• Dagen Brock and Kent Dickey, for tirelessly maintaining GSPlus and KEGS respectively. Without good emulators, retro-development dies, so thank you for fighting the good fight, gents. Emulating the GS is a thankless job for a platform almost nobody cares about.
  • All of the KansasFest and Apple II community on Slack and elsewhere

Memory map

The GS's memory banks in Cat Fight are allocated as follows:

  • Bank $00 : Loader
  • Bank $02 : Code. Most of this 64k bank is filled with the game code
  • Bank $03 : Sprites. This bank holds all compiled sprite rendering code
  • Bank $04 : Sound. The bank of audio samples to be loaded into Ensoniq live here
  • Bank $05 : Fonts. The game uses three compiled fonts, and the rendering code lives here
  • Bank $06 : Title Screen. Loaded here for copying into VRAM as needed

This means Cat Fight requires a minimum of 512k of RAM. I've never seen a GS with less than 1.25MB of RAM in the wild, but I suppose they exist. The very earliest machines shipped with 256k, so it's possible. Those people can't play my game. You're not missing much.

The Loader

Cat Fight is a little too big to be a trivial "let ProDOS load it and run" game, so it needed a loader. However the loader is very silly and slow. I made no effort to make this clever. I steal as much memory as I can from bank $00 without stepping on ProDOS 8 to use as a loading buffer. Chunks are loaded from disk into this buffer, then copied into the banks where they need to live. If the bank is full (64k) then I have to do this in two steps since I obviously can't load a full 64k into bank $00 without stepping on something important. Nothing is compressed, which is admittedly lame. At least I made a pretty loading bar for you to look at. Once loaded, however, the game is fully RAM resident so you can play all day with no more loading.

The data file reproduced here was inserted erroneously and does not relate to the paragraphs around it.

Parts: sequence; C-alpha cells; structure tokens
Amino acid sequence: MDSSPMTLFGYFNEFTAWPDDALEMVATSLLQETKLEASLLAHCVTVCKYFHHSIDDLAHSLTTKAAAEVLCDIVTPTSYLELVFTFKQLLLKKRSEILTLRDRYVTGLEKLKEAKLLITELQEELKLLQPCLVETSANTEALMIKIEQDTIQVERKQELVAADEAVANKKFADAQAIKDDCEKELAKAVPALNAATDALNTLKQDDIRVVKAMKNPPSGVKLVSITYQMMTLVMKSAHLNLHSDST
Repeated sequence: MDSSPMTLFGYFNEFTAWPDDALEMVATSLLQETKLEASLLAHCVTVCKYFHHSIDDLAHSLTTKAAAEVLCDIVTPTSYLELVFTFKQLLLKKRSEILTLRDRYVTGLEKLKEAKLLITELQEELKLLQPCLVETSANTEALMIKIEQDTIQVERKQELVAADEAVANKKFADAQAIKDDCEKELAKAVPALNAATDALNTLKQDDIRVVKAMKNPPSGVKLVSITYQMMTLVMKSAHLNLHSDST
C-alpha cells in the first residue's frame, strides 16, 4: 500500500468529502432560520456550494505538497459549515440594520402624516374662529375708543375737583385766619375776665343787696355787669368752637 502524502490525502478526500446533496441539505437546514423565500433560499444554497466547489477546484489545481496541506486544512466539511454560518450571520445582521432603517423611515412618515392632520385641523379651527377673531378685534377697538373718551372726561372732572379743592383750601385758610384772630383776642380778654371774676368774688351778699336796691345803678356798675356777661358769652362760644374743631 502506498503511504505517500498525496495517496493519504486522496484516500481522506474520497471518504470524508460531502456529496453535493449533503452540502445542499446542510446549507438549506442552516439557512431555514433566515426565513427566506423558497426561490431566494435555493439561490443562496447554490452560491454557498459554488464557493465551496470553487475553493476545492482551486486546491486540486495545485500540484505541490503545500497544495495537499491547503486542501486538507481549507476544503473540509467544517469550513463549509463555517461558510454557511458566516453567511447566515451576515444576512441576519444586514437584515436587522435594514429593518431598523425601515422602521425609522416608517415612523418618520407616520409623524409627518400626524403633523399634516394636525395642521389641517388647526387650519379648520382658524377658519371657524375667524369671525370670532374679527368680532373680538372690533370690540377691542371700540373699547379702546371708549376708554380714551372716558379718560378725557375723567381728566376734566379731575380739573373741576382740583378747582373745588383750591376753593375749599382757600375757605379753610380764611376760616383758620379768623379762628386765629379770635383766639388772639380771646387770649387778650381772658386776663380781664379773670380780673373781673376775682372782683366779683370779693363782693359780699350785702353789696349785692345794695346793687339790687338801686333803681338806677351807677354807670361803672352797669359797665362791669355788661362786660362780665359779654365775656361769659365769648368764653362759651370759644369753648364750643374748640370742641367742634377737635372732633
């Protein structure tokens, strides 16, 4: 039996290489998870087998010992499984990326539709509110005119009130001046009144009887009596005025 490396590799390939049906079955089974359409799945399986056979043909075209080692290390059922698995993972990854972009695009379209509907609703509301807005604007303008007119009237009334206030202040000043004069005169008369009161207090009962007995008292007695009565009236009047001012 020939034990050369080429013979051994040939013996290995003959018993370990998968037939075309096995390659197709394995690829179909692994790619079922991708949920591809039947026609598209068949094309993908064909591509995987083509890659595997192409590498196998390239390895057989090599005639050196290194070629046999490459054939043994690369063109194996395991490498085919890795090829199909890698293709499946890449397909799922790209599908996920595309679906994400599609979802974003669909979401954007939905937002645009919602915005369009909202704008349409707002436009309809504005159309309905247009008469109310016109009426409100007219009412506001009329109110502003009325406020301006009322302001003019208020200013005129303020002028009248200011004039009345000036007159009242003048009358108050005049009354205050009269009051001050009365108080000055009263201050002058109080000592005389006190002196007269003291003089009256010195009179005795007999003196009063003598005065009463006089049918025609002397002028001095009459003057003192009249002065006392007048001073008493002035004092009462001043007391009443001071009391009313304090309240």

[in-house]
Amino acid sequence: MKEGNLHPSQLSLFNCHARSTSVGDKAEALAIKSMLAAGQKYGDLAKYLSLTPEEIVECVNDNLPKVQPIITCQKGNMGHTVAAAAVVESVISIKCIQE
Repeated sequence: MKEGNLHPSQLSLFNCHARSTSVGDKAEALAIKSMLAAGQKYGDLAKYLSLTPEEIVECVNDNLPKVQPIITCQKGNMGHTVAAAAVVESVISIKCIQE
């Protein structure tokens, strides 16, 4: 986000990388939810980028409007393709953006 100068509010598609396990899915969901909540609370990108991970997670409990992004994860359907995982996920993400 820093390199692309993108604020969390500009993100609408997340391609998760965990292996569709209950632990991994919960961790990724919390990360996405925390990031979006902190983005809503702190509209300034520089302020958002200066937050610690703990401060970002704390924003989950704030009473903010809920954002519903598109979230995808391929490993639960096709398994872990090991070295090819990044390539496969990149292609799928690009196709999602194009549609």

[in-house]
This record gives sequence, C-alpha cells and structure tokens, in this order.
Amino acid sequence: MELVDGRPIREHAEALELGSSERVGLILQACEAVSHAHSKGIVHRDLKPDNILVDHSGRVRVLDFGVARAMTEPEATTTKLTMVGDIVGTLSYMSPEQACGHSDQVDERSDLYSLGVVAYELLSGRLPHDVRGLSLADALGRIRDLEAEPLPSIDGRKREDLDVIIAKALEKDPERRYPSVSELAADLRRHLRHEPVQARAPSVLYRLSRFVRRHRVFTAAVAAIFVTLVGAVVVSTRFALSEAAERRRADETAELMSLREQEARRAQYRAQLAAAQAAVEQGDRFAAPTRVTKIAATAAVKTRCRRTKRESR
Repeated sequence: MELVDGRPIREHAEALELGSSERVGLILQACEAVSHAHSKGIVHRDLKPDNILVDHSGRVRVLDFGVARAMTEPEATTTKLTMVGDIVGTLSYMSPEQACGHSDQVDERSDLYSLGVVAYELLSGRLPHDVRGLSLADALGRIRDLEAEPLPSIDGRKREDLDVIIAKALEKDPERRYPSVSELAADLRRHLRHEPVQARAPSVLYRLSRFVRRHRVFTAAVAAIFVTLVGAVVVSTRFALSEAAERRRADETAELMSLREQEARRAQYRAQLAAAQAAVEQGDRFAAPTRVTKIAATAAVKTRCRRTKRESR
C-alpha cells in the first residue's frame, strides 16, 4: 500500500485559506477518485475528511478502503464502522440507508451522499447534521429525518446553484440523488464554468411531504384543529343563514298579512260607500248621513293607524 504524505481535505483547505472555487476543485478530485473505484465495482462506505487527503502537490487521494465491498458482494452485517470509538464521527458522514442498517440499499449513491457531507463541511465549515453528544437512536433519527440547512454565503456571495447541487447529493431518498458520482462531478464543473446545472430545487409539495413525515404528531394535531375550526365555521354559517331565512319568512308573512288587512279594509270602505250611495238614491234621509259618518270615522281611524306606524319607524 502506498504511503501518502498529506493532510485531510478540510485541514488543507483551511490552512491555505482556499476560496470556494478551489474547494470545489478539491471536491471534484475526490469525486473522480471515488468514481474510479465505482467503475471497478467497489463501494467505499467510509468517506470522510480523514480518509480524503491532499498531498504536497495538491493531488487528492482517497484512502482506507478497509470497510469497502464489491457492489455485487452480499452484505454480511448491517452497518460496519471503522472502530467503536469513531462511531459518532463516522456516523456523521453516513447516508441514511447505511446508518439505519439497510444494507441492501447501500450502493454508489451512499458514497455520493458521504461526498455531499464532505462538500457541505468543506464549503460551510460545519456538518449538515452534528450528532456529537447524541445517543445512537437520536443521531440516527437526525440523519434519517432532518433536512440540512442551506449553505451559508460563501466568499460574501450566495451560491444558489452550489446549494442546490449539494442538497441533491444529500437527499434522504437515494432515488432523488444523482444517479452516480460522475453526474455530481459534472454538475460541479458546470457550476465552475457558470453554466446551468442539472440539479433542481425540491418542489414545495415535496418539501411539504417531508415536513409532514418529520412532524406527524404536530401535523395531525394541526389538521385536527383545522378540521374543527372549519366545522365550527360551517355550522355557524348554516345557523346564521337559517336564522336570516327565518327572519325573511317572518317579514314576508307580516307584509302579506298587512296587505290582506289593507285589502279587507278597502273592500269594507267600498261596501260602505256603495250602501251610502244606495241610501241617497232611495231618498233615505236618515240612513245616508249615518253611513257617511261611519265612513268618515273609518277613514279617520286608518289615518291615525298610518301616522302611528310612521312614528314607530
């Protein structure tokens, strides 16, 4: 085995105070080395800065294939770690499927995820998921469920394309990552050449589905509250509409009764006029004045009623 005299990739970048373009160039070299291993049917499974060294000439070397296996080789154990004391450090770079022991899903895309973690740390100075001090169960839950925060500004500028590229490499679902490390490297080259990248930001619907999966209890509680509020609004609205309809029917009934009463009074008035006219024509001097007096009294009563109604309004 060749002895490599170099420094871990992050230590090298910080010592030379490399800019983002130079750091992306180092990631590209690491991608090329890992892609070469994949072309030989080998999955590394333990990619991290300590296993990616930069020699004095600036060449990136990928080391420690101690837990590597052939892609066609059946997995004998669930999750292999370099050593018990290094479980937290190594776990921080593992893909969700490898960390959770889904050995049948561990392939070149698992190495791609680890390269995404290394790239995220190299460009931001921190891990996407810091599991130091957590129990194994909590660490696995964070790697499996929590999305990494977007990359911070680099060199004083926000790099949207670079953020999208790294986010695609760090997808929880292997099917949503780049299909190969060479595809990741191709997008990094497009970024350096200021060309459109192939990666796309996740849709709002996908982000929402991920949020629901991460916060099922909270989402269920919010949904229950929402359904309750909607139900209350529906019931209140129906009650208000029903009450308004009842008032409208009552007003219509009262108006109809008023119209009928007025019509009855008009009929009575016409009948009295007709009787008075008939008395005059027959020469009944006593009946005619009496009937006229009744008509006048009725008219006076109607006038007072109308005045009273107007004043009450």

Why on earth did I use ProDOS 8, you might ask? A very reasonable question. The truth is, because it's simple, easy, and still reasonably compatible with solid state devices, hard drives, and GS/OS. It's a clean ProDOS 8 app that plays nice with quitting and such. GS/OS is such a beast and I don't want to deal with it. I did my time on that back in the day. Writing a custom RWTS loader is neat, but not compatible with anything else. ProDOS 8 is a nice middle ground. Hey, if it's good enough for Wil Harvey (Zany Golf, The Immortal) it's sure as hell good enough for me. He didn't even use a current ProDOS 8. At least I'm using John Brooks' cool new one. The only weirdness comes from the fact that ProDOS 8 is 8-bit and doesn't know about the IIgs. This means you have to run ProDOS 8 calls in emulation, then go native to copy the data into other banks. ProDOS 8 can't load into other banks because it doesn't know that a universe can have more than 64k in it, and wouldn't believe you if you told it.

The Sprite Engine